The two water-rights mapping products created in the study were “points of diversion” (POD) and “place of use” (POU) for surface-water irrigation rights. To create these maps, all surface-water rights data, decrees, certificates, permits, and unadjudicated claims within the entire 1,900 square mile study area were aggregated into a common GIS geodatabase. Surface-water irrigation rights within a 5-mile buffer of the study area were then selected and identified. The POU area was then totaled by water right for primary and supplemental water rights. The maximum annual volume (acre-feet) allowed under each water right also was calculated using the POU area and duty (allowable annual irrigation application in feet). In cases where a water right has more than one designated POD, the total volume for the water right was equally distributed to each POD listed for the water right. Because of this, mapped distribution of diversion rates for some rights may differ from actual practice.

Water-right information in the map products was from digital datasets obtained from the Oregon Water Resources Department and was, at the time acquired, the best available compilation of water-right information available. Because the completeness and accuracy of the water-right data could not be verified, users are encouraged to check directly with the Oregon Water Resources Department where specific information on individual rights or locations is essential.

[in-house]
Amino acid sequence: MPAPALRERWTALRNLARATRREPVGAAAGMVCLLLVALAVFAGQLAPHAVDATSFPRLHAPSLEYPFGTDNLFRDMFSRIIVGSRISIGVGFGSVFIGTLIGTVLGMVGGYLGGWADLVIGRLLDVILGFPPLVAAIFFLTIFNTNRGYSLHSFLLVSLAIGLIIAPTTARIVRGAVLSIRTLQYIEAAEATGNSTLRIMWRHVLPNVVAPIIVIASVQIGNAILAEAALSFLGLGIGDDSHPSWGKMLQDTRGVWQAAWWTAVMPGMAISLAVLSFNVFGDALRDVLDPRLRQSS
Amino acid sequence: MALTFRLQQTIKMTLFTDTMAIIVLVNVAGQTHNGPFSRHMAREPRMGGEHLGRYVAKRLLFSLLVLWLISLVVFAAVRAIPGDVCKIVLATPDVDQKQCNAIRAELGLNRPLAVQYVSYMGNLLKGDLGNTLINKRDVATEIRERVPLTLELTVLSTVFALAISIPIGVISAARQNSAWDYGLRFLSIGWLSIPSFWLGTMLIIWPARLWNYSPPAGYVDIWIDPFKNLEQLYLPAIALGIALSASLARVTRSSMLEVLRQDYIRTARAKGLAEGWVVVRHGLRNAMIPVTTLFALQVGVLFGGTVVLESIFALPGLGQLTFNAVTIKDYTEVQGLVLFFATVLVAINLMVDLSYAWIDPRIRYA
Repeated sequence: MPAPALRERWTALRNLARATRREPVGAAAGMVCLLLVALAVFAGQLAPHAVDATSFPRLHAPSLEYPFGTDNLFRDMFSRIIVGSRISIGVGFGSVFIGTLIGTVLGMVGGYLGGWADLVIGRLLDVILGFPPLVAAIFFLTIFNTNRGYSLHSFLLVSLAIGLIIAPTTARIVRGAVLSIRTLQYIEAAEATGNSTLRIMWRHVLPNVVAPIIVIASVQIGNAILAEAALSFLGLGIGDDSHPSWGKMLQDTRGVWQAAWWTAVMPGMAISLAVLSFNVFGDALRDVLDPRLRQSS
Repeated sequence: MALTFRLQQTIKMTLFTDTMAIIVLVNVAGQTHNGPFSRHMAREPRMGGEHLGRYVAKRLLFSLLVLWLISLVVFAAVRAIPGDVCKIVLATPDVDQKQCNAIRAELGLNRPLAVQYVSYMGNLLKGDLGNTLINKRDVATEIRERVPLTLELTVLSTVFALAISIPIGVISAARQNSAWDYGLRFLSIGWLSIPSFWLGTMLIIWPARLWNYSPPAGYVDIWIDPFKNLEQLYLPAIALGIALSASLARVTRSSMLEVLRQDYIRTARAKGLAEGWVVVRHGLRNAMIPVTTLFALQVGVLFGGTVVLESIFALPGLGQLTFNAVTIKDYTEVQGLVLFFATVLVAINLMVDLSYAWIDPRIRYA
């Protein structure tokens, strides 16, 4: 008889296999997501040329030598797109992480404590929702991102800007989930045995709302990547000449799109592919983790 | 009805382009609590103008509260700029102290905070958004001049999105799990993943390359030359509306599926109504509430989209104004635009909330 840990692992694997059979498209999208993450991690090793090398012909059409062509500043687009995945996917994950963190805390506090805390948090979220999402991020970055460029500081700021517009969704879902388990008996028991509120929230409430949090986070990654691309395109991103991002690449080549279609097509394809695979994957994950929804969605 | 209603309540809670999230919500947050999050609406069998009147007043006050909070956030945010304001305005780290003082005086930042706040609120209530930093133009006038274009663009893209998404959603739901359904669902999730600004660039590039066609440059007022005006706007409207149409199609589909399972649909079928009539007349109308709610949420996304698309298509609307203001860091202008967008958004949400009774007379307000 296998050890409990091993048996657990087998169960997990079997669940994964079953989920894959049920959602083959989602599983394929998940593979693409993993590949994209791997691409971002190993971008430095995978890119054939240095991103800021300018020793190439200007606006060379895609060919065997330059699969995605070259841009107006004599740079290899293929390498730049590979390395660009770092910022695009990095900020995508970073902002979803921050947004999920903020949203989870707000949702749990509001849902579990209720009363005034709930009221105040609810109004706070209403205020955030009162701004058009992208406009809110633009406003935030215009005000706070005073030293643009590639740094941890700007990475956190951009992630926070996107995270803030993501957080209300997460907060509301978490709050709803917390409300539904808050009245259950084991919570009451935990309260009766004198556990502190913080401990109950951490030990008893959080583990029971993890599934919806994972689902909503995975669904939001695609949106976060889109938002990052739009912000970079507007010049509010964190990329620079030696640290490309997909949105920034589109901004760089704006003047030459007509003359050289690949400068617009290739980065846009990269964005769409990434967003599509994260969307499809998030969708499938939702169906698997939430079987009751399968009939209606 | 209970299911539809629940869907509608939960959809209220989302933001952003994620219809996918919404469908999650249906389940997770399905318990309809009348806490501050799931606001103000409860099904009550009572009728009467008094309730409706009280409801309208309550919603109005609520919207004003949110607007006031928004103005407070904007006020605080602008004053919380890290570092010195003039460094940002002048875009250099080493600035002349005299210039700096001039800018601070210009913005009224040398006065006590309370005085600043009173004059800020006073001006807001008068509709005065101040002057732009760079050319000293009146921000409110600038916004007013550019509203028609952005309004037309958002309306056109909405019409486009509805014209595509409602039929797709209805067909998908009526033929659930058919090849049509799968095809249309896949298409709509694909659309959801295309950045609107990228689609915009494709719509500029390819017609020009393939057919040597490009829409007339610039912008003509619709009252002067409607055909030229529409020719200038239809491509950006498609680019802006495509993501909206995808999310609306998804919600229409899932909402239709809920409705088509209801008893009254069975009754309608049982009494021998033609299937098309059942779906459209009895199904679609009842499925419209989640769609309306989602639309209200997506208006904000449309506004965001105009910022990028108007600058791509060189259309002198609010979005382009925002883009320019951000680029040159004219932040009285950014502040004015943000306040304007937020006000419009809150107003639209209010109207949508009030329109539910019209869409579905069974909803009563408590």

A dataset containing streamflow statistics for 72 subbasins in the study area was created for the study area. The statistics include annual flow durations (5-, 10-, 25-, 50-, and 95-percent exceedances) and 7-day, 10-year (7Q10) and 7-day, 2-year (7Q2) low flows, and were computed using regional regression equations based on measured streamflow records in the region. Daily streamflow records used were adjusted as needed for crop consumptive use; therefore the statistics represent streamflow under more natural conditions as though irrigation diversions did not exist. Statistics are provided for flow rates resulting from streamflow originating from within the entire drainage area upstream of the subbasin pour point (referring to the outlet of the contributing drainage basin). The statistics were computed for the purpose of providing decision makers with the ability to estimate streamflow that would be expected after water conservation techniques have been implemented or a water right has been retired.